Good luck.
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Old 03-27-2007, 01:52 PM
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I chopped the top on my 89 Mustang GT back in 1990 I think there have been a few other attempts on a fox mustang but it is not something that should be attempted on a good car unless you have have reasonable skills, knowledge of complex physical geometry, sheetmetal working and welding ability, proper tools, equipment, dedication, determination, Patience, willingness to see it through, ect. and on some cars once you change the angles the qrt panels need change as well, so on my Mustang I hand built the qrts out of sheetmetal then hand built the frt fenders to, you can see the car at www.autokraftnebraska.com (because i don't know how to pull it and post it here) you'll also see my short wheelbase Thunderbird Super Coupes (I built 5 of them 8 inches shorter, and 1 Lincoln Mark VIII) having 30 some years of resto and collision experience helps.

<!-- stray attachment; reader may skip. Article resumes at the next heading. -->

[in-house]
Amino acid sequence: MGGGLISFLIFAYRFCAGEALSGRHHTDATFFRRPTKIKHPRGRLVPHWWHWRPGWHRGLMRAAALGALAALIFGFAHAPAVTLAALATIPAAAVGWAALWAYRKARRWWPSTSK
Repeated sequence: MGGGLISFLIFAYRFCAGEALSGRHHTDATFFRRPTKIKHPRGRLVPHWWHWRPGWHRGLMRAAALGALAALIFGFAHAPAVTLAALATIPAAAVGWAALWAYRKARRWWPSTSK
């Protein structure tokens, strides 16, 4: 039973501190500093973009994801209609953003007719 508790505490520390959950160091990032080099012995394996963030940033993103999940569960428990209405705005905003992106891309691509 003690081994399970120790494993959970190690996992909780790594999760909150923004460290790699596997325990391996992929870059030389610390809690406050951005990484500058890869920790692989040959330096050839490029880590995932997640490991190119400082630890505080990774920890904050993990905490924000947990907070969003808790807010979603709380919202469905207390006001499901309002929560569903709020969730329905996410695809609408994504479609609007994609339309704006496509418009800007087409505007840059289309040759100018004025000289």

older cars like 49 - 50 Mercs are fairly straight forward, but the one thing that a lot of guys do is cut the roof in 4 section and expand the surface area by filling in the voids in the roof this sometimes makes the roof panel look a bit large, I prefer in most cases to keep the roof skin intact and slant the A pillars and qrt sail panels to meet the new angles being introduced, this will get complicated and can only be done in process on each job for example if you bring the roof straight down 3 inches at the B pillar now you have to make relief cuts and pie cut sections in the sail panel area(C-pillar) and A pillar areas at there lowest points of change, (and you have to travel that line of change all the way back to the area of cross over attachment) plus to keep structural integrity you'll want to stager the inner from the outer seams that you will be welding, make sure to V taper the edges as well to get proper penatration of your weld! A